Pentax and Sigma would do well in these tests too, I once half submerged one of my Pentax body’s with water halfway up the lens and rear lcd… took some shots then washed it under a tap to remove the smell from the canal water.

    It still works fine. That was on a well used k5 body so if anything it ahould have been more likely to fail than a new body.

    My even older k10d was left in a car for 5 days with nothing but a lens cap (backup body… I forgot) It was covered in water droplets from condensation, a quick wipe.. slapped on a lens and went on shooting.

  10. Federico Ciapi Avatar
    Federico Ciapi

    fujifilm?

    1. Pablo Ferrufino Avatar
      Pablo Ferrufino

      Hey man, did you notice any moisture in the ISO window? saw that’s the only problem related to weather in the XP2

  11. Liam Avatar
    Liam

    Some time ago while considering the budget priced 16-35 ƒ4 Nikkor, I came across a youtube video during my research of someone that sat a Nikon D700 with the aforementioned 16-35 ƒ4 Nikkor in a fully running shower for well over 10 minutes all while firing the shutter in high continuous mode ( approx. 8 frames per second ) – I immediately decided that the weather sealing of the budget Nikkor was ‘good enough’ and purchased the lens. I still have a D700 and that 16-35 Nikkor and can report that Nikon can truly take a tremendous amount of abuse. When I watched my D700 and the 16-35 roll down a muddy mountain side ( it took me a good 2 hours to just clean off the mud ) I felt pretty good about my purchase.

  12. R1Law Avatar
    R1Law

    And the choice to switch gear comes to a screeching halt. Love the data/images/sensor/size/and video of the Sony…but that is a very poor outcome from what I feel was a reasonably light test. Now back on the fence and sticking with Canon for now.

  13. Paddy Avatar
    Paddy

    Well if you shoot in the pouring rain bring an umbrella, works for me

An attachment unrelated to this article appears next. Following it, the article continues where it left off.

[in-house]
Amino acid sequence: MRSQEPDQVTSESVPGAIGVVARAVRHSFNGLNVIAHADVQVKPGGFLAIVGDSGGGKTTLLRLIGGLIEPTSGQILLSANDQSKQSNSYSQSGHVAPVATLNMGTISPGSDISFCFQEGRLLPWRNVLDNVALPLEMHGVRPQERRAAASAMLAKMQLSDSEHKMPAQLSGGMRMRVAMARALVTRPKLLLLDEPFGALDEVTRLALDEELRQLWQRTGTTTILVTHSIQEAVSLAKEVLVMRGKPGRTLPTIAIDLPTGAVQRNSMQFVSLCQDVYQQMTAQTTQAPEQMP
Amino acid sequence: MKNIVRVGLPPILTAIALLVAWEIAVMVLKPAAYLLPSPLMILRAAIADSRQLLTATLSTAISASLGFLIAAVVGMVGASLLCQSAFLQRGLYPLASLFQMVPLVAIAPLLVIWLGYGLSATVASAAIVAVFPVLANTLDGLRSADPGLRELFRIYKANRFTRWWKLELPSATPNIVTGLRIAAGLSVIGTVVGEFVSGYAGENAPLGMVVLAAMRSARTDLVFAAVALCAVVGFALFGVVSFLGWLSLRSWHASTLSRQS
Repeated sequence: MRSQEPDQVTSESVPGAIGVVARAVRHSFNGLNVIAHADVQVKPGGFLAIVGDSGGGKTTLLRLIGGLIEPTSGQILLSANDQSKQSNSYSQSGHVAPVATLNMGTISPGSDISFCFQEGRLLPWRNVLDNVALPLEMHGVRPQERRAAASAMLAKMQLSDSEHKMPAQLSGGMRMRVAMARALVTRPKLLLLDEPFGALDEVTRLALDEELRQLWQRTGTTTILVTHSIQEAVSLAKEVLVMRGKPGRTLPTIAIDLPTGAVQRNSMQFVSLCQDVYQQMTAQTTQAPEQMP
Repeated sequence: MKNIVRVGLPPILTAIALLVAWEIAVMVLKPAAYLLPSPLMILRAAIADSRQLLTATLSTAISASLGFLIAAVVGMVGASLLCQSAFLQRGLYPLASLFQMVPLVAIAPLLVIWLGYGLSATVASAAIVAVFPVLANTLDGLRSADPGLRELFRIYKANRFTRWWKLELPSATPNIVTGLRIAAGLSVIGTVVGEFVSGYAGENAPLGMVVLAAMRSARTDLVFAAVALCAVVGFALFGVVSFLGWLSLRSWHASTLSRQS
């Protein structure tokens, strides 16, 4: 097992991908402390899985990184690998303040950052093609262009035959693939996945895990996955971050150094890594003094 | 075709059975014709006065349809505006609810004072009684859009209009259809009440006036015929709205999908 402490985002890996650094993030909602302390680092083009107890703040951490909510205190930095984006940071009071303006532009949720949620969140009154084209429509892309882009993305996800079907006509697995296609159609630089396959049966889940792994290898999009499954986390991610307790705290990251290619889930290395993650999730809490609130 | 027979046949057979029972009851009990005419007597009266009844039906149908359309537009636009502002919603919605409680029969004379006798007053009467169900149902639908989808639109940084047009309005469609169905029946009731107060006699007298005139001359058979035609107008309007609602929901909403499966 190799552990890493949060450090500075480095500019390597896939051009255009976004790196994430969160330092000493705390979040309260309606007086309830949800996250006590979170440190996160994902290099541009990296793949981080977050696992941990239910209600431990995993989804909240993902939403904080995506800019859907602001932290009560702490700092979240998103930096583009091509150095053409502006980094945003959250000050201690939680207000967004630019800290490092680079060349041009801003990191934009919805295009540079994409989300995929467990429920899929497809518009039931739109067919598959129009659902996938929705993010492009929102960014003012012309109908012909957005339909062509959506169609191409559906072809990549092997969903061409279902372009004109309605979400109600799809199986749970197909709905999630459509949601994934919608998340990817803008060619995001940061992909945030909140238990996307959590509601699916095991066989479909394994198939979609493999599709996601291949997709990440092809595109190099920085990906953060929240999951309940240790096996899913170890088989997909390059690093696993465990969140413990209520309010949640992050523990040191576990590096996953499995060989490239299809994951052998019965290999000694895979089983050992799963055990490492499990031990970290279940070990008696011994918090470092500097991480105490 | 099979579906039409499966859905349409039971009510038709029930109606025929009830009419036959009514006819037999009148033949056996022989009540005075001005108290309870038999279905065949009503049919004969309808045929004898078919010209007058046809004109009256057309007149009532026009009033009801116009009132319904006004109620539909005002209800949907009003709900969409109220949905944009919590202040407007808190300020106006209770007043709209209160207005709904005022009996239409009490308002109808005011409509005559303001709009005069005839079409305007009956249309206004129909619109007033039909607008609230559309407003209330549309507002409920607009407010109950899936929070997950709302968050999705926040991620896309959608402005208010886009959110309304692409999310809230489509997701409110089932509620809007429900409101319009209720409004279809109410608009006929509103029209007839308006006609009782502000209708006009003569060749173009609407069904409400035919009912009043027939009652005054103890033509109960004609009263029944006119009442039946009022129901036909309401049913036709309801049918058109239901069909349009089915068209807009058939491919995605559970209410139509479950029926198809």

1. RobUr Avatar
      RobUr

      does your umbrella works against mist? because mine isn’t.

  14. Andy C. Avatar
    Andy C.

    Where’s Pentax?

  15. Jay L Avatar
    Jay L

    Paying a few grand for a camera body does not make you a better photographer. To each their own! As far as I’m concerned, Olympus makes incredible lenses and cameras! Go Olympus! http://www.getolympus.com/us/en/visionaries

  16. rolfen Avatar
    rolfen

    Sony cameras seem quite sturdy. I have read many many reports of water seeping inside, but in every one of them, the camera just works as usual once the water is dried, so it seems that the electronics are quite durable.

  17. sanch Avatar
    sanch

    Knowing the culture of Sony, I am pretty sure they will listen to the professionals and both the next A7 and the A9 bodies will address the problems of the current users. Weather sealing against adverse situations need to done. I think they will bring new A9 and A7 models because they reduced the price of the current iterations of both the bodies.

  18. Andy Roy Avatar
    Andy Roy

    Weather sealing is the only reason why I (and I’m sure many others) have not switched over. If they actually addressed that, their sales will probably skyrocket. The one thing I love with my Nikon is how sturdy and rugged yet (somewhat compact) it is. I’ve been through snow storms, rain storms, gotten sand thrown on it, taken it on boats, etc. It’s been through so many crazy weather on my travels, and still looks brand new and hasn’t gotten any water or sand inside (except for maybe a little dust when keeping the lens off for a while). I really want to switch to Sony, but as someone who travels and photographs in all these weather conditions, it’s the only thing holding me back (though the button controls on the Sony annoy me too, but I can comprise with that).